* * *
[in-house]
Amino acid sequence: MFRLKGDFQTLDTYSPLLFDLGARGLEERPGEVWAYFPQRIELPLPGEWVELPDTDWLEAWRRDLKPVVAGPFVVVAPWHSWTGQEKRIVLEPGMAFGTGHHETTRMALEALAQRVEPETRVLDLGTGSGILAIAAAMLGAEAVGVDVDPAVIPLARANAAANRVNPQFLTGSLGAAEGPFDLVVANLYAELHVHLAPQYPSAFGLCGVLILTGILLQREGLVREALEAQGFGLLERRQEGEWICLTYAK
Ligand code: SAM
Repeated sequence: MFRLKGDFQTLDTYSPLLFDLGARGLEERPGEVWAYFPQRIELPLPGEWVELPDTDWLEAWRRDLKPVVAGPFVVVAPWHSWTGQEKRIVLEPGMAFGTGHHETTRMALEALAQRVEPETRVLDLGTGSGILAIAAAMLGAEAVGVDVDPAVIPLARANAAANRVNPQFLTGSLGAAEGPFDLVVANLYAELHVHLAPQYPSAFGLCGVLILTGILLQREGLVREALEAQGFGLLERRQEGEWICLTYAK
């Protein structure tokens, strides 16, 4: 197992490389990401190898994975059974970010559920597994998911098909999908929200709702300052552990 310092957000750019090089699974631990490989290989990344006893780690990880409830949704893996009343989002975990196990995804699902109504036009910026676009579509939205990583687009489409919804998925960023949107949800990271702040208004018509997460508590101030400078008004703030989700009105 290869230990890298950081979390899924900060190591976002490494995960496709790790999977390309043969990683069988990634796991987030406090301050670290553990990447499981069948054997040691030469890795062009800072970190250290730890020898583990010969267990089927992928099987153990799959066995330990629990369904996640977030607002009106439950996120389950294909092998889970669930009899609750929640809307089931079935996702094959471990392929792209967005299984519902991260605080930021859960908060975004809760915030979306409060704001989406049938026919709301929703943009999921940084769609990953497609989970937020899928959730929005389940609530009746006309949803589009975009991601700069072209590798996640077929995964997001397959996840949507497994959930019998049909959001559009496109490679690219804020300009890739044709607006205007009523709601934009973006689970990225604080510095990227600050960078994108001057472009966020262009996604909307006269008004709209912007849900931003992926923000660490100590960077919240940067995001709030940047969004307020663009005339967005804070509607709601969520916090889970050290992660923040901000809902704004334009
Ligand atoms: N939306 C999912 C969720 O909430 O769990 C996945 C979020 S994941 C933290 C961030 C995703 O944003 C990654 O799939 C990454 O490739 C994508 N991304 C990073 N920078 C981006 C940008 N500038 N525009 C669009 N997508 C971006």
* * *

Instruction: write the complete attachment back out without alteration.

[in-house]
Amino acid sequence: MFRLKGDFQTLDTYSPLLFDLGARGLEERPGEVWAYFPQRIELPLPGEWVELPDTDWLEAWRRDLKPVVAGPFVVVAPWHSWTGQEKRIVLEPGMAFGTGHHETTRMALEALAQRVEPETRVLDLGTGSGILAIAAAMLGAEAVGVDVDPAVIPLARANAAANRVNPQFLTGSLGAAEGPFDLVVANLYAELHVHLAPQYPSAFGLCGVLILTGILLQREGLVREALEAQGFGLLERRQEGEWICLTYAK
Ligand code: SAM
Repeated sequence: MFRLKGDFQTLDTYSPLLFDLGARGLEERPGEVWAYFPQRIELPLPGEWVELPDTDWLEAWRRDLKPVVAGPFVVVAPWHSWTGQEKRIVLEPGMAFGTGHHETTRMALEALAQRVEPETRVLDLGTGSGILAIAAAMLGAEAVGVDVDPAVIPLARANAAANRVNPQFLTGSLGAAEGPFDLVVANLYAELHVHLAPQYPSAFGLCGVLILTGILLQREGLVREALEAQGFGLLERRQEGEWICLTYAK
């Protein structure tokens, strides 16, 4: 197992490389990401190898994975059974970010559920597994998911098909999908929200709702300052552990 310092957000750019090089699974631990490989290989990344006893780690990880409830949704893996009343989002975990196990995804699902109504036009910026676009579509939205990583687009489409919804998925960023949107949800990271702040208004018509997460508590101030400078008004703030989700009105 290869230990890298950081979390899924900060190591976002490494995960496709790790999977390309043969990683069988990634796991987030406090301050670290553990990447499981069948054997040691030469890795062009800072970190250290730890020898583990010969267990089927992928099987153990799959066995330990629990369904996640977030607002009106439950996120389950294909092998889970669930009899609750929640809307089931079935996702094959471990392929792209967005299984519902991260605080930021859960908060975004809760915030979306409060704001989406049938026919709301929703943009999921940084769609990953497609989970937020899928959730929005389940609530009746006309949803589009975009991601700069072209590798996640077929995964997001397959996840949507497994959930019998049909959001559009496109490679690219804020300009890739044709607006205007009523709601934009973006689970990225604080510095990227600050960078994108001057472009966020262009996604909307006269008004709209912007849900931003992926923000660490100590960077919240940067995001709030940047969004307020663009005339967005804070509607709601969520916090889970050290992660923040901000809902704004334009
Ligand atoms: N939306 C999912 C969720 O909430 O769990 C996945 C979020 S994941 C933290 C961030 C995703 O944003 C990654 O799939 C990454 O490739 C994508 N991304 C990073 N920078 C981006 C940008 N500038 N525009 C669009 N997508 C971006």